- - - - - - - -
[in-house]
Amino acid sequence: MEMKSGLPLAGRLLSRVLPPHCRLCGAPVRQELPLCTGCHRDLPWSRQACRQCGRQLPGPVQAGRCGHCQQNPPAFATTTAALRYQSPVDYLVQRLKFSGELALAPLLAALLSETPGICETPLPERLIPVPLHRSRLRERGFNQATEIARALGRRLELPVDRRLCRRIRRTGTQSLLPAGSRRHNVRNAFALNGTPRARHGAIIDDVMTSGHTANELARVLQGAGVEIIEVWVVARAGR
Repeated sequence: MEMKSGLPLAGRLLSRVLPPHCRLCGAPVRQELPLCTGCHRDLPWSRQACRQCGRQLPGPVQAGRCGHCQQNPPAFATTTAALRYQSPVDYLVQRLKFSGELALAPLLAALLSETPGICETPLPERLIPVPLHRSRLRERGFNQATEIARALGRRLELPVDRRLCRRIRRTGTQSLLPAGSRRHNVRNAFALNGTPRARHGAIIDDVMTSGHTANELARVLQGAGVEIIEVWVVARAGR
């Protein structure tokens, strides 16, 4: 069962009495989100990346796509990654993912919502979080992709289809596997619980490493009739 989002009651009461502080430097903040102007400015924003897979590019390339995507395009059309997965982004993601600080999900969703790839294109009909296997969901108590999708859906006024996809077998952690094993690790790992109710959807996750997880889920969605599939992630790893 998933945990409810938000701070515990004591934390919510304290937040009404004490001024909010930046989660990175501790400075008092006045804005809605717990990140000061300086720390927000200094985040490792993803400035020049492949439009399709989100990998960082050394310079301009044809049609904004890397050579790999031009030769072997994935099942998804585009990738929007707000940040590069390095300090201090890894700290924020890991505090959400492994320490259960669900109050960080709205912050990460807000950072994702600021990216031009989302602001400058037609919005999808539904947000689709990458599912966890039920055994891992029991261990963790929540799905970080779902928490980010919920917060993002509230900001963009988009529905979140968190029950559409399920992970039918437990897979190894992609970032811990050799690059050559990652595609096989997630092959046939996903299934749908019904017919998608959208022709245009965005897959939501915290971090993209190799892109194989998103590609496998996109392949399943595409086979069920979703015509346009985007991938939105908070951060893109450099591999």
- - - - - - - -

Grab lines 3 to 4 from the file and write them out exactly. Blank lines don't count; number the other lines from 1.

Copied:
Repeated sequence: MEMKSGLPLAGRLLSRVLPPHCRLCGAPVRQELPLCTGCHRDLPWSRQACRQCGRQLPGPVQAGRCGHCQQNPPAFATTTAALRYQSPVDYLVQRLKFSGELALAPLLAALLSETPGICETPLPERLIPVPLHRSRLRERGFNQATEIARALGRRLELPVDRRLCRRIRRTGTQSLLPAGSRRHNVRNAFALNGTPRARHGAIIDDVMTSGHTANELARVLQGAGVEIIEVWVVARAGR
């Protein structure tokens, strides 16, 4: 069962009495989100990346796509990654993912919502979080992709289809596997619980490493009739 989002009651009461502080430097903040102007400015924003897979590019390339995507395009059309997965982004993601600080999900969703790839294109009909296997969901108590999708859906006024996809077998952690094993690790790992109710959807996750997880889920969605599939992630790893 998933945990409810938000701070515990004591934390919510304290937040009404004490001024909010930046989660990175501790400075008092006045804005809605717990990140000061300086720390927000200094985040490792993803400035020049492949439009399709989100990998960082050394310079301009044809049609904004890397050579790999031009030769072997994935099942998804585009990738929007707000940040590069390095300090201090890894700290924020890991505090959400492994320490259960669900109050960080709205912050990460807000950072994702600021990216031009989302602001400058037609919005999808539904947000689709990458599912966890039920055994891992029991261990963790929540799905970080779902928490980010919920917060993002509230900001963009988009529905979140968190029950559409399920992970039918437990897979190894992609970032811990050799690059050559990652595609096989997630092959046939996903299934749908019904017919998608959208022709245009965005897959939501915290971090993209190799892109194989998103590609496998996109392949399943595409086979069920979703015509346009985007991938939105908070951060893109450099591999």